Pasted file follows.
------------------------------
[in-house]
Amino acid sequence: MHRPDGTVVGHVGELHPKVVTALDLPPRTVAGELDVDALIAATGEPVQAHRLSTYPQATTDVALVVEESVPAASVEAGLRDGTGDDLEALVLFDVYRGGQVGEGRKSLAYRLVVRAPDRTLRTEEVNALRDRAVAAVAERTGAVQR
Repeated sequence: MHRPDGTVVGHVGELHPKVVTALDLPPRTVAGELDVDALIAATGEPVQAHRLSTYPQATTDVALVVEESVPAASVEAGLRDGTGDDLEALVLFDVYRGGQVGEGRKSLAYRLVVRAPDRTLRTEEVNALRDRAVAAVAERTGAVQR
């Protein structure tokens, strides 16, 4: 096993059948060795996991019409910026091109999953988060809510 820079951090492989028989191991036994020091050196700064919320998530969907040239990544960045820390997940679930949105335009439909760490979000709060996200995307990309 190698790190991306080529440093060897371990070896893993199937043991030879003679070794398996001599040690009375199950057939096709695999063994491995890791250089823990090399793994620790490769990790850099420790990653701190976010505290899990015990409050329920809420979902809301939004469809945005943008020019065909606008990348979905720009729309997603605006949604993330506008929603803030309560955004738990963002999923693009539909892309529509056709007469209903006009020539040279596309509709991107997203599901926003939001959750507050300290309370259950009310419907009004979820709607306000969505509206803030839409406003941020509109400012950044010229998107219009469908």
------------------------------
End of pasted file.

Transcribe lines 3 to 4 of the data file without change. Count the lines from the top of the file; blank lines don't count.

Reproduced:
Repeated sequence: MHRPDGTVVGHVGELHPKVVTALDLPPRTVAGELDVDALIAATGEPVQAHRLSTYPQATTDVALVVEESVPAASVEAGLRDGTGDDLEALVLFDVYRGGQVGEGRKSLAYRLVVRAPDRTLRTEEVNALRDRAVAAVAERTGAVQR
């Protein structure tokens, strides 16, 4: 096993059948060795996991019409910026091109999953988060809510 820079951090492989028989191991036994020091050196700064919320998530969907040239990544960045820390997940679930949105335009439909760490979000709060996200995307990309 190698790190991306080529440093060897371990070896893993199937043991030879003679070794398996001599040690009375199950057939096709695999063994491995890791250089823990090399793994620790490769990790850099420790990653701190976010505290899990015990409050329920809420979902809301939004469809945005943008020019065909606008990348979905720009729309997603605006949604993330506008929603803030309560955004738990963002999923693009539909892309529509056709007469209903006009020539040279596309509709991107997203599901926003939001959750507050300290309370259950009310419907009004979820709607306000969505509206803030839409406003941020509109400012950044010229998107219009469908």